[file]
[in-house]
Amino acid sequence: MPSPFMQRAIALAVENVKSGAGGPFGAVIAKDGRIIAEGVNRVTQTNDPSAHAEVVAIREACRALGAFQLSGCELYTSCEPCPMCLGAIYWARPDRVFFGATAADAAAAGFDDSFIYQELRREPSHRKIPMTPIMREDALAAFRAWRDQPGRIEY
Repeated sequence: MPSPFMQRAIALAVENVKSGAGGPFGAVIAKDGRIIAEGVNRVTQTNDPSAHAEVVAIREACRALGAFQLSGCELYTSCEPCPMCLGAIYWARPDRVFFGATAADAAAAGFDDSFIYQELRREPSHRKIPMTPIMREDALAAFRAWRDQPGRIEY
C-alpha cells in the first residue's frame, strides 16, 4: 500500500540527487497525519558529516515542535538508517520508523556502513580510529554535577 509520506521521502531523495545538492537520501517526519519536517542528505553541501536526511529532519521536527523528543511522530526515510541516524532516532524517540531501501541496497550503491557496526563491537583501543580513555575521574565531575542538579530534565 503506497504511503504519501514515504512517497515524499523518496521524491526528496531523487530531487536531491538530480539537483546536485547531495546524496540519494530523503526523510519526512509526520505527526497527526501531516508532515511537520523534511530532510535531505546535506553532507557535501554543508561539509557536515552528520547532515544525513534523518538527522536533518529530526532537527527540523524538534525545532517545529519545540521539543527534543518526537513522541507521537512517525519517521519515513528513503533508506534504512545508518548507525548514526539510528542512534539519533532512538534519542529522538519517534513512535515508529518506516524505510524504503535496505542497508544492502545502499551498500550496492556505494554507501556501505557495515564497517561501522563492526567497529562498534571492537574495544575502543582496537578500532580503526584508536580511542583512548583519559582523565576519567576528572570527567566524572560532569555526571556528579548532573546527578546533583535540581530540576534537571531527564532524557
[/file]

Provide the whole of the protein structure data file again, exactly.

[in-house]
Amino acid sequence: MPSPFMQRAIALAVENVKSGAGGPFGAVIAKDGRIIAEGVNRVTQTNDPSAHAEVVAIREACRALGAFQLSGCELYTSCEPCPMCLGAIYWARPDRVFFGATAADAAAAGFDDSFIYQELRREPSHRKIPMTPIMREDALAAFRAWRDQPGRIEY
Repeated sequence: MPSPFMQRAIALAVENVKSGAGGPFGAVIAKDGRIIAEGVNRVTQTNDPSAHAEVVAIREACRALGAFQLSGCELYTSCEPCPMCLGAIYWARPDRVFFGATAADAAAAGFDDSFIYQELRREPSHRKIPMTPIMREDALAAFRAWRDQPGRIEY
C-alpha cells in the first residue's frame, strides 16, 4: 500500500540527487497525519558529516515542535538508517520508523556502513580510529554535577 509520506521521502531523495545538492537520501517526519519536517542528505553541501536526511529532519521536527523528543511522530526515510541516524532516532524517540531501501541496497550503491557496526563491537583501543580513555575521574565531575542538579530534565 503506497504511503504519501514515504512517497515524499523518496521524491526528496531523487530531487536531491538530480539537483546536485547531495546524496540519494530523503526523510519526512509526520505527526497527526501531516508532515511537520523534511530532510535531505546535506553532507557535501554543508561539509557536515552528520547532515544525513534523518538527522536533518529530526532537527527540523524538534525545532517545529519545540521539543527534543518526537513522541507521537512517525519517521519515513528513503533508506534504512545508518548507525548514526539510528542512534539519533532512538534519542529522538519517534513512535515508529518506516524505510524504503535496505542497508544492502545502499551498500550496492556505494554507501556501505557495515564497517561501522563492526567497529562498534571492537574495544575502543582496537578500532580503526584508536580511542583512548583519559582523565576519567576528572570527567566524572560532569555526571556528579548532573546527578546533583535540581530540576534537571531527564532524557